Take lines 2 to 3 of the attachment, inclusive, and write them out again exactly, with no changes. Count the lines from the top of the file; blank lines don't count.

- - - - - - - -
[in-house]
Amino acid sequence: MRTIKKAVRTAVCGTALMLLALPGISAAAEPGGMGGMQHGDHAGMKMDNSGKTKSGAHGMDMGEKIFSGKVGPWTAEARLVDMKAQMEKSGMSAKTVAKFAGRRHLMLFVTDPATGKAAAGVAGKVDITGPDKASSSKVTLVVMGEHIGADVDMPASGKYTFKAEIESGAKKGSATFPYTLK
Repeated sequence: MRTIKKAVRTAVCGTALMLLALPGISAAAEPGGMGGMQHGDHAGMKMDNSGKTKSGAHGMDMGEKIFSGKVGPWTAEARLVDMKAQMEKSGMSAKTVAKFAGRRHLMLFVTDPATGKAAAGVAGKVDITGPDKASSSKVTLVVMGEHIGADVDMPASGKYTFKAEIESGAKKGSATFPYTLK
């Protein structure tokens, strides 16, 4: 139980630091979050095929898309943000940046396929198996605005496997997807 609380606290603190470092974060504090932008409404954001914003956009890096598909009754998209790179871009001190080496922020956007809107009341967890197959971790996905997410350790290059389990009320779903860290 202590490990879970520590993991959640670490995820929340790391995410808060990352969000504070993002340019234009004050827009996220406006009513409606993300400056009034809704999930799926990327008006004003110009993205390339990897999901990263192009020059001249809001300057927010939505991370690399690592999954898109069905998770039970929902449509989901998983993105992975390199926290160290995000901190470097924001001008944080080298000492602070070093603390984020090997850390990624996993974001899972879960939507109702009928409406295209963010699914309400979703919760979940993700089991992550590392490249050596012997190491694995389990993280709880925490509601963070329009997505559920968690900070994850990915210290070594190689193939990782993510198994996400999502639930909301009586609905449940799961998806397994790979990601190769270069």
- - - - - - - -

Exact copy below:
Amino acid sequence: MRTIKKAVRTAVCGTALMLLALPGISAAAEPGGMGGMQHGDHAGMKMDNSGKTKSGAHGMDMGEKIFSGKVGPWTAEARLVDMKAQMEKSGMSAKTVAKFAGRRHLMLFVTDPATGKAAAGVAGKVDITGPDKASSSKVTLVVMGEHIGADVDMPASGKYTFKAEIESGAKKGSATFPYTLK
Repeated sequence: MRTIKKAVRTAVCGTALMLLALPGISAAAEPGGMGGMQHGDHAGMKMDNSGKTKSGAHGMDMGEKIFSGKVGPWTAEARLVDMKAQMEKSGMSAKTVAKFAGRRHLMLFVTDPATGKAAAGVAGKVDITGPDKASSSKVTLVVMGEHIGADVDMPASGKYTFKAEIESGAKKGSATFPYTLK